In the business world, it just seems like common sense that you dictate to your customers at your extreme peril. Even when you think God is on your side.
All they did at the first pharmacy I opened was give away free bacon.
The priest was there because DMC Pharmacy was conceived as more than a regular drugstore. According to its mission, it was to be an outpost of conscience, with pharmacists refusing to fill prescriptions for oral contraceptives or to sell any over-the-counter birth control or other products that went against the pharmacy's stated moral code. Even makeup didn't make the cut.
By some estimates, as many as 98% of women will use some form of contraception during their lifetime. I remember thinking, the first time I heard of DMC, that its business model made as much sense as opening a pharmacy that refused to serve diabetics.
In the end I was right. DMC closed its doors in March after less than 2 years in business. "Least surprising news ever," I thought to myself. "In the end, you still have to make money, and you don't do that by dictating to your customers."
Then I realized that while I had been pondering this, I had been on hold with one of the local big-chain pharmacies for more than 5 minutes. This isn't an unusual experience when dealing with the big boys in my area.
I can't help but wonder whether, in their devotion to making cost-cutting an integral part of their business model, the corporations that have taken over our profession aren't making as big a mistake as the one made by the owners of DMC when they declared devotion to their version of Christianity to be the cornerstone of their business model.
It doesn't matter whether you outright refuse to sell something or whether you cut your staff to the point that no employee is able to help a customer. Either way, you don't make money. I suspect that after the fifth minute or so on hold, most customers see through the automated message telling them that their calls are very important. I also suspect that the convenience of a pharmacy drive-through loses some of its appeal when yours is the fourth car in line.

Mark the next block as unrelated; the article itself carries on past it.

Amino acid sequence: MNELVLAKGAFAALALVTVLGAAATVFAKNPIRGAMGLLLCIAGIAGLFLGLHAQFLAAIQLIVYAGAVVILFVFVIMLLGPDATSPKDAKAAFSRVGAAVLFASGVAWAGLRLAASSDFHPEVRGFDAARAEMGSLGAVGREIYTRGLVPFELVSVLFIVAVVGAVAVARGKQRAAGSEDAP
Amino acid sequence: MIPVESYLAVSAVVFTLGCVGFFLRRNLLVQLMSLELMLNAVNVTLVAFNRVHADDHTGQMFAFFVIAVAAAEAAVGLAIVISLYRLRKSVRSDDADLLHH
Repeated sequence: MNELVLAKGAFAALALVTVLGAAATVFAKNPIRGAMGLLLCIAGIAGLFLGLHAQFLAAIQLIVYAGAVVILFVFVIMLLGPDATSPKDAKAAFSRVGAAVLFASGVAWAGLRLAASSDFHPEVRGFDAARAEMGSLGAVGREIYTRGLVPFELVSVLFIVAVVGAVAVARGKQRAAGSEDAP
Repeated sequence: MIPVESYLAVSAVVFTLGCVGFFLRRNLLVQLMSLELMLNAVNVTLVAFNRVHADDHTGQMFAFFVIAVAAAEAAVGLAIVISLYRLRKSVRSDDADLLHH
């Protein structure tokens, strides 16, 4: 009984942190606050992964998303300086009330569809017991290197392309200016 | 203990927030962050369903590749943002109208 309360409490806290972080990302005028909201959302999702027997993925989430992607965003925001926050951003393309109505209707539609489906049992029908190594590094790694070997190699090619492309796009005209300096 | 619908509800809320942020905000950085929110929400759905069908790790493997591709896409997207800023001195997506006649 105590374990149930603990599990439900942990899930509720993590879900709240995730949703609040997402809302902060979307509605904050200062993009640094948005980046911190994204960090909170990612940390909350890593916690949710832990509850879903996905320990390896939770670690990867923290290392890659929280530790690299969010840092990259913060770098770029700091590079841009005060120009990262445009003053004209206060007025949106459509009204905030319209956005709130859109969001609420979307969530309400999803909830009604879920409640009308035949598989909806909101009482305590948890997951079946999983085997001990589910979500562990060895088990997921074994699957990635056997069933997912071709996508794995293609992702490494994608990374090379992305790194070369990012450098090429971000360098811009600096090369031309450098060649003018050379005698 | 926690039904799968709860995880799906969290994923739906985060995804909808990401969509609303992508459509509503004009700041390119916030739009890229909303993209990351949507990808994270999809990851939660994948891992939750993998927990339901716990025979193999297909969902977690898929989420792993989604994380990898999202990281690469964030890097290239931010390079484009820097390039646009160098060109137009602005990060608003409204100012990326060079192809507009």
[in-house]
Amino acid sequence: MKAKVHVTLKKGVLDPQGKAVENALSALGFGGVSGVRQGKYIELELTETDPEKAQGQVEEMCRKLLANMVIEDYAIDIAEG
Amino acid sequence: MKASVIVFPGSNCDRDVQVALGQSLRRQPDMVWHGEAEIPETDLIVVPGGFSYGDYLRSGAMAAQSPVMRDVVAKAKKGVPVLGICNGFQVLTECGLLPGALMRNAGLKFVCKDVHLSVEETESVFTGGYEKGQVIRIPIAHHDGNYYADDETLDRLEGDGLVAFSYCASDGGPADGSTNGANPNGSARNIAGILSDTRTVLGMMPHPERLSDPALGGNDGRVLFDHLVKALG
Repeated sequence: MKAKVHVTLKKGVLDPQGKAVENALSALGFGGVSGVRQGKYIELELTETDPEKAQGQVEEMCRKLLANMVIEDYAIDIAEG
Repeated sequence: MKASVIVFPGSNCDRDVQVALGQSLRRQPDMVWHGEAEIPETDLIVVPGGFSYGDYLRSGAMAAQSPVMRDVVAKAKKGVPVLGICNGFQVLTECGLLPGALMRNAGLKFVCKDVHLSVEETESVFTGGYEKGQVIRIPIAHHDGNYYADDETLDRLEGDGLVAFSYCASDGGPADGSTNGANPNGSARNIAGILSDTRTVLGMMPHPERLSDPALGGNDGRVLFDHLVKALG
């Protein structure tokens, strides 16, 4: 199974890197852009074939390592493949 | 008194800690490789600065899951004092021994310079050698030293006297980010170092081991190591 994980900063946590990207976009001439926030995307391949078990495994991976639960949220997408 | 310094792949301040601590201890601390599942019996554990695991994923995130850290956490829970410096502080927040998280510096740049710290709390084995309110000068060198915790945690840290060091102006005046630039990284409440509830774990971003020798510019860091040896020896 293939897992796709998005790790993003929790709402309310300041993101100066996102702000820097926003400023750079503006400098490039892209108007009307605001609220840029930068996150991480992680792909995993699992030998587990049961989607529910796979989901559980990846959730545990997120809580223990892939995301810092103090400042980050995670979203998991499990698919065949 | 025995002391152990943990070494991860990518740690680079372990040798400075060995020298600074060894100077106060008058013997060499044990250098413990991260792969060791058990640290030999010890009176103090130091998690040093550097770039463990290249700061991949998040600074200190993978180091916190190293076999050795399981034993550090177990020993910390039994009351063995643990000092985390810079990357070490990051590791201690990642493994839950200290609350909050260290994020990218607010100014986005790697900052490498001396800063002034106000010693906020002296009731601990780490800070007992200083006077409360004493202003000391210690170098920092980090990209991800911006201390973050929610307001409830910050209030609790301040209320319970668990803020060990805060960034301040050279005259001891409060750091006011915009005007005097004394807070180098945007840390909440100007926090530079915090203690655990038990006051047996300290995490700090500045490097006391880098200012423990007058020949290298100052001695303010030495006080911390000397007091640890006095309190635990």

What's in it for the customers?
One of the major chains is currently experimenting with a system that routs your attempt to reach a local pharmacy to a call center possibly hundreds of miles away. I fail to see how that process is customer-centered. The industry seems to be asking more and more of its customers, and I can't help but wonder how much more of it our customers are going to take.
I understand that in the business world change is inevitable, even desirable. But my appeal to the leaders of our business is this: Please, when you're pondering the direction of change, just ask yourself, "What's in it for our customers?"
When you do this, it might not be a bad idea to listen to your pharmacists, who are probably the most people-centered employees you have.
My call to the chain was finally answered after 8 minutes, and I was promptly placed back on hold. I could hear the stress in the voices of the pharmacy staff, but if I had been one of their customers and not a competitor taking a prescription transfer, I still would have been absolutely furious.
Perhaps the fact that I was taking a prescription from them was a sign that I am right about the current state of chain pharmacy, just as I was about DMC. Time will tell. In the business world, though, it just seems like common sense that you dictate to your customers at your extreme peril. Even when you think God is on your side.
David Stanley is a practicing community pharmacist in California. He can be reached at email@example.com
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